Overindulgence is often followed by more frugal rations. That’s certainly the case for Saudi Arabia, which will have to rely on cutting spending to rein in a record budget deficit at a time when oil prices are stubbornly stuck below $50 a barrel. Too much belt tightening carries economic risks, but makes more sense than carrying on bingeing.
There are signs that the kingdom knows this. Its government may cancel a third of almost $70 billion worth of infrastructure projects to help shore up state finances, Bloomberg reported on Sept. 6. This is a risky strategy. Annual spending on economic infrastructure averaged about 5 percent of gross domestic product between 2003 and 2013, and created a total of 1 million jobs over that period, according to consultants McKinsey & Company. Cutting back on investments in new roads, railways and power plants will be a new drag on growth, which ratings firm Moody’s already expects to slow to 1.2 percent in 2016, a third of last year’s rate of expansion.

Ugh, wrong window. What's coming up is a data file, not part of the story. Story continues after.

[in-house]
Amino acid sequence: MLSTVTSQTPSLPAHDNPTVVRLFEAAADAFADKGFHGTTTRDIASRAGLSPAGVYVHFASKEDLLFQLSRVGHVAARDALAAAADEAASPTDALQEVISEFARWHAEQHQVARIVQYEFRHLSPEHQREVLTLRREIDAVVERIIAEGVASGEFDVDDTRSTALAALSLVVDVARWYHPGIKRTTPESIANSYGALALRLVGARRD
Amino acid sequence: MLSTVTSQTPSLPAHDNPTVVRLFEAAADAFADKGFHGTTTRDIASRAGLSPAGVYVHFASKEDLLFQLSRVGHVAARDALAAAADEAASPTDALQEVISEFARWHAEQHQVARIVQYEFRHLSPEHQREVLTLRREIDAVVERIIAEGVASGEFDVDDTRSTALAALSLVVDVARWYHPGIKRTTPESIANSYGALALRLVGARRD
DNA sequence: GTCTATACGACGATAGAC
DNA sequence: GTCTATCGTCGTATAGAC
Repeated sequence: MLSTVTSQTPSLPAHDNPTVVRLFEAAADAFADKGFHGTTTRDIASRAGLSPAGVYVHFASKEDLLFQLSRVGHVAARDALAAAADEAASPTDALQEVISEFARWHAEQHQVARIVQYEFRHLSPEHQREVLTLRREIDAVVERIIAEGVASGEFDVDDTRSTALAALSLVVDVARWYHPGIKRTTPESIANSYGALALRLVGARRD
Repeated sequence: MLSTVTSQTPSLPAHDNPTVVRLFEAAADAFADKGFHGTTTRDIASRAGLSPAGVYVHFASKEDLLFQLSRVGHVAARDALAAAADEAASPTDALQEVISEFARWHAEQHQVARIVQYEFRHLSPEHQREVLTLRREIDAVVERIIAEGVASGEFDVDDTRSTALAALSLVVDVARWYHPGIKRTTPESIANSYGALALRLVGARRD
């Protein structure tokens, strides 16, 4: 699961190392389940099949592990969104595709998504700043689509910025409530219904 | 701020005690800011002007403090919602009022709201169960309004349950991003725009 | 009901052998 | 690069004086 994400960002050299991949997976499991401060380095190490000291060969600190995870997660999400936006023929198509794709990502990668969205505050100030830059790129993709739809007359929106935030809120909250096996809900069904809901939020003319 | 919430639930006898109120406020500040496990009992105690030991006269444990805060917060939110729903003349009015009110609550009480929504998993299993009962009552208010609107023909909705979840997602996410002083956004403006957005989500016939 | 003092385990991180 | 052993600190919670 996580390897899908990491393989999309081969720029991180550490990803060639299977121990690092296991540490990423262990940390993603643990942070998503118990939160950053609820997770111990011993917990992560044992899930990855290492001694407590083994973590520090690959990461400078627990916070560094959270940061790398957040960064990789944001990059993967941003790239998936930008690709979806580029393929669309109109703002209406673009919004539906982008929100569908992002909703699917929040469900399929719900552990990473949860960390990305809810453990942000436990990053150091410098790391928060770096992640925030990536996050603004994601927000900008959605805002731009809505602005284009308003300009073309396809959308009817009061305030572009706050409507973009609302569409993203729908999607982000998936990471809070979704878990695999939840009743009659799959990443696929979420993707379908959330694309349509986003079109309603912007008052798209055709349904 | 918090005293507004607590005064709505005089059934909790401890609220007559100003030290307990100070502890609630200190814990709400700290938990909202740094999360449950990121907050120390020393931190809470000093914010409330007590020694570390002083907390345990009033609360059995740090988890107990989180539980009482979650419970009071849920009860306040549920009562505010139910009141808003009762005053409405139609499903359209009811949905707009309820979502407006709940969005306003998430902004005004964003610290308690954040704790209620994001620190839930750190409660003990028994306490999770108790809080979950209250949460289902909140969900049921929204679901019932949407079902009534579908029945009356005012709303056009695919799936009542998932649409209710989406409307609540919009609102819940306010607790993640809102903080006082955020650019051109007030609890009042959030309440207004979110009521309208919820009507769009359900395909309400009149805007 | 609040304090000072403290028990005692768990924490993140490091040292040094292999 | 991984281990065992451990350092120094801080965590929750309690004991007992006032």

Granted, Saudi Arabia has so far had no problems funding a deficit that has ballooned to 15 percent of GDP in 2015 from a surplus in the previous year. There is no shortage of takers for its debt even after ratings firm Moody’s cut its long-term issuer ratings to A1 from AA3 in May. But ignoring the rising deficit would just store up problems for the future.
The kingdom is leaking cash at an alarming rate. The central bank’s foreign reserves are down by almost a quarter since oil prices started falling in earnest in the second half of 2015. Despite cutbacks in key areas such as healthcare, some private sector analysts predict the budget deficit could exceed $100 billion this year if spending isn’t reined in further. This could eventually make investors more wary of snapping up Saudi debt. Unless major oil producers can show more unity about cutting production, Saudi Arabia’s safest option is a crash diet.